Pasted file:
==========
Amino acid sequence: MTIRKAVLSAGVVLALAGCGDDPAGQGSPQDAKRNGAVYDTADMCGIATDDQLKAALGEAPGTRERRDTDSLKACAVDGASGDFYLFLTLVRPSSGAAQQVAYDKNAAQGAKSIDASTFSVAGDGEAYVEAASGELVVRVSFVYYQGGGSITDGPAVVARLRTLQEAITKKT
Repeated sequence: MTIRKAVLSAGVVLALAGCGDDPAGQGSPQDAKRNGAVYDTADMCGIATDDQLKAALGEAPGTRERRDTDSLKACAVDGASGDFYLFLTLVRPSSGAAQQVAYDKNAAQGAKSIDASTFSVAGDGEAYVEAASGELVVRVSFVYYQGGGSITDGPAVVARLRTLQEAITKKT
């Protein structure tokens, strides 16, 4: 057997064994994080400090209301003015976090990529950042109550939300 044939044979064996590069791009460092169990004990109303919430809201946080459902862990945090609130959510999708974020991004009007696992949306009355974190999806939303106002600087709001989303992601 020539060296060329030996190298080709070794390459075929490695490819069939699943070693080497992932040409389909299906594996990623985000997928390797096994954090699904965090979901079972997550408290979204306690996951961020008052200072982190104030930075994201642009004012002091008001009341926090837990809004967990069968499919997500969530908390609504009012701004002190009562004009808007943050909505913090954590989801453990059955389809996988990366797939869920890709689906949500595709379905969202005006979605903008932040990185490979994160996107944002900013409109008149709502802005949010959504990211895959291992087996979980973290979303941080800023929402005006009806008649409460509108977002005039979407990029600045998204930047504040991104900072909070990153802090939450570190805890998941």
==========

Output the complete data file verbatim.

Amino acid sequence: MTIRKAVLSAGVVLALAGCGDDPAGQGSPQDAKRNGAVYDTADMCGIATDDQLKAALGEAPGTRERRDTDSLKACAVDGASGDFYLFLTLVRPSSGAAQQVAYDKNAAQGAKSIDASTFSVAGDGEAYVEAASGELVVRVSFVYYQGGGSITDGPAVVARLRTLQEAITKKT
Repeated sequence: MTIRKAVLSAGVVLALAGCGDDPAGQGSPQDAKRNGAVYDTADMCGIATDDQLKAALGEAPGTRERRDTDSLKACAVDGASGDFYLFLTLVRPSSGAAQQVAYDKNAAQGAKSIDASTFSVAGDGEAYVEAASGELVVRVSFVYYQGGGSITDGPAVVARLRTLQEAITKKT
């Protein structure tokens, strides 16, 4: 057997064994994080400090209301003015976090990529950042109550939300 044939044979064996590069791009460092169990004990109303919430809201946080459902862990945090609130959510999708974020991004009007696992949306009355974190999806939303106002600087709001989303992601 020539060296060329030996190298080709070794390459075929490695490819069939699943070693080497992932040409389909299906594996990623985000997928390797096994954090699904965090979901079972997550408290979204306690996951961020008052200072982190104030930075994201642009004012002091008001009341926090837990809004967990069968499919997500969530908390609504009012701004002190009562004009808007943050909505913090954590989801453990059955389809996988990366797939869920890709689906949500595709379905969202005006979605903008932040990185490979994160996107944002900013409109008149709502802005949010959504990211895959291992087996979980973290979303941080800023929402005006009806008649409460509108977002005039979407990029600045998204930047504040991104900072909070990153802090939450570190805890998941």